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# Excel decimal fractions

Can someone explain why these anomalies occur with the same arithmetic operation in excel?

1. =SUM(123.45,56.78,-180.23) returns 2.8421709430404E-14
2. = 123.45+56.78-180.23 returns 0

I would like to understand the logic behind these calculations. Please share some relevant resources.

3 Replies

# Re: Excel decimal fractions

Since your numbers have 2 decimal places, use

=ROUND(SUM(123.45,56.78,-180.23),2)

# Re: Excel decimal fractions

The difference in results you’re seeing is due to the way Excel handles floating-point arithmetic and the precision of numbers.

In Excel, as in all computer systems, numbers are stored with a certain level of precision. When you perform calculations, this precision can lead to very small rounding errors. In your case, the SUM function is returning a result that is very close to zero, but not exactly zero due to these rounding errors.

The number 2.8421709430404E-14 is a very small number close to zero. The E-14 part means that the decimal point is moved 14 places to the left. So, the actual number is 0.000000000000028421709430404, which is almost zero.

When you perform the calculation 123.45+56.78-180.23 directly, Excel may be using a different method to perform the arithmetic that doesn’t result in the same level of rounding error.
This is a common issue in all computer systems when dealing with floating-point numbers and not specific to Excel. It’s always important to be aware of this when performing precise calculations.
best response confirmed by SanthoshKunder (Iron Contributor)
Solution

# Re: Excel decimal fractions

Your example is one that I provided in another answer to highlight this inconsistency in Excel.

@suraj786  wrote:  ``When you perform the calculation 123.45+56.78-180.23 directly, Excel may be using a different method to perform the arithmetic``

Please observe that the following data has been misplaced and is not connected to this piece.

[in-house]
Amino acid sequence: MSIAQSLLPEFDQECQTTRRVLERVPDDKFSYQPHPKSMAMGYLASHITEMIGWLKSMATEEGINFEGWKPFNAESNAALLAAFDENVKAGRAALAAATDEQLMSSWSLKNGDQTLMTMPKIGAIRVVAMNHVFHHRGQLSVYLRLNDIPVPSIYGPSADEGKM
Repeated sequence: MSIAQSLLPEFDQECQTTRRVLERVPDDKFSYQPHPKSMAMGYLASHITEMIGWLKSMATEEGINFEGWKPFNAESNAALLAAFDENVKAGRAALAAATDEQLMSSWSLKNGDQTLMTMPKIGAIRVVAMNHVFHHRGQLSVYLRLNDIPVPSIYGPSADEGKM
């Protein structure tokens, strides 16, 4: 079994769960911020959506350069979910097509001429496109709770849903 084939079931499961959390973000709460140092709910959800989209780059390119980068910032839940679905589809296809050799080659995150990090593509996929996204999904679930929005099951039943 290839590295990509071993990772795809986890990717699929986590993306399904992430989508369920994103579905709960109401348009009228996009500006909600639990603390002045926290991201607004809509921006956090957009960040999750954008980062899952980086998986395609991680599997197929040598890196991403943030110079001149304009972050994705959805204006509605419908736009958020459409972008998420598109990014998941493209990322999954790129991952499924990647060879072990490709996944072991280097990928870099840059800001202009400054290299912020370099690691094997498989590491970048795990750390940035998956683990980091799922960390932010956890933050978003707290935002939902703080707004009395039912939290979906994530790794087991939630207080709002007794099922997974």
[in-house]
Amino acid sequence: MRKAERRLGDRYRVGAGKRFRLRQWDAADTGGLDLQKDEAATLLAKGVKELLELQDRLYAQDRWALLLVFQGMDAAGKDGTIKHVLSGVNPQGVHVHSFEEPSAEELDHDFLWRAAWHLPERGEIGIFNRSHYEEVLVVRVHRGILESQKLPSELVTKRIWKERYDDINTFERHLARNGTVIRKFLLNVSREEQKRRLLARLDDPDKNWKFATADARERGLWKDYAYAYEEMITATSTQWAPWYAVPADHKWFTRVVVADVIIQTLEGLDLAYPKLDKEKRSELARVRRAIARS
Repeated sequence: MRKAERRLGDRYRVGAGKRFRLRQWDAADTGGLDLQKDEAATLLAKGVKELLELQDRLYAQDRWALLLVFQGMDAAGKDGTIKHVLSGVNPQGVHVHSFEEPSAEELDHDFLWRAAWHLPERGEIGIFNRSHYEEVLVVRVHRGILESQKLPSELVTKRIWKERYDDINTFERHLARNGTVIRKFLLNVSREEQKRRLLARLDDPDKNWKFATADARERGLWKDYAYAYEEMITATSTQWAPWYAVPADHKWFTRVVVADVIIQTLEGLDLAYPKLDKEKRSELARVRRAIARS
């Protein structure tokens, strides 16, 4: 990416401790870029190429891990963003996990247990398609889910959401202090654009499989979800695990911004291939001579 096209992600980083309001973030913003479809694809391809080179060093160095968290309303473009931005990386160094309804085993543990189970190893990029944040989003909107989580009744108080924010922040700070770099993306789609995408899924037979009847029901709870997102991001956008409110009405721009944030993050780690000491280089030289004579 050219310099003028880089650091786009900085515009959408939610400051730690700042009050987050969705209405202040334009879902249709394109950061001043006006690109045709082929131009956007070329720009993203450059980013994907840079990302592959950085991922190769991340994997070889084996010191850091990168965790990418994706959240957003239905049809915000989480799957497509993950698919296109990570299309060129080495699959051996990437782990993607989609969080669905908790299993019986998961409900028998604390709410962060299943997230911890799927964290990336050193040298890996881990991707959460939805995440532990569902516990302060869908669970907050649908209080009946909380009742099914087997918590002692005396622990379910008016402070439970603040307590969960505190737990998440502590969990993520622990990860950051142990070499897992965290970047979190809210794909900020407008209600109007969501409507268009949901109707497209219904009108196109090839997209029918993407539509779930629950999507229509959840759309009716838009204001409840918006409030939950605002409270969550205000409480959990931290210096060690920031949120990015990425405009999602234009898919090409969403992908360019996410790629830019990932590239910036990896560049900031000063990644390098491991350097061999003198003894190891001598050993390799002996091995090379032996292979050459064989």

Not exactly.

Internally, the same binary arithmetic is performed.

However, when a formula (not a subexpression) ends with a subtraction (or addition of a negative value) and the result is "close to zero" (purposely vague, and a misnomer), Excel sometimes arbitrarily replaces the actual arithmetic result with exactly zero.

This dubious feature was introduced in Excel 97 in a futile effort to hide such infinitesimal differences.

But this produces inconsistent results.  For example, =123.45+56.78-180.23 displays exactly zero, but 123.45+56.78-180.23=0 returns FALSE(!).

Also, the "close to zero" heuristic is implemented inconsistently, especially internally in the SUM function.

For example, with 123.45, 56.78 and -180.23 in A1:A3, =SUM(A1:A3) returns exactly zero.  So does =SUM(A1,A2,A3).

But as I demonstrated, =SUM(123.45,56.78,-180.23) correctly returns an infinitesimal difference, which is due to binary arithmetic anomalies.

This inconsistency is indeed specific to Excel.  It is not the direct result of binary floating-point anomalies that are "a common issue in all computer systems".  We do not see this inconsistency in VBA and Google Sheets (when the correct format is selected), for example.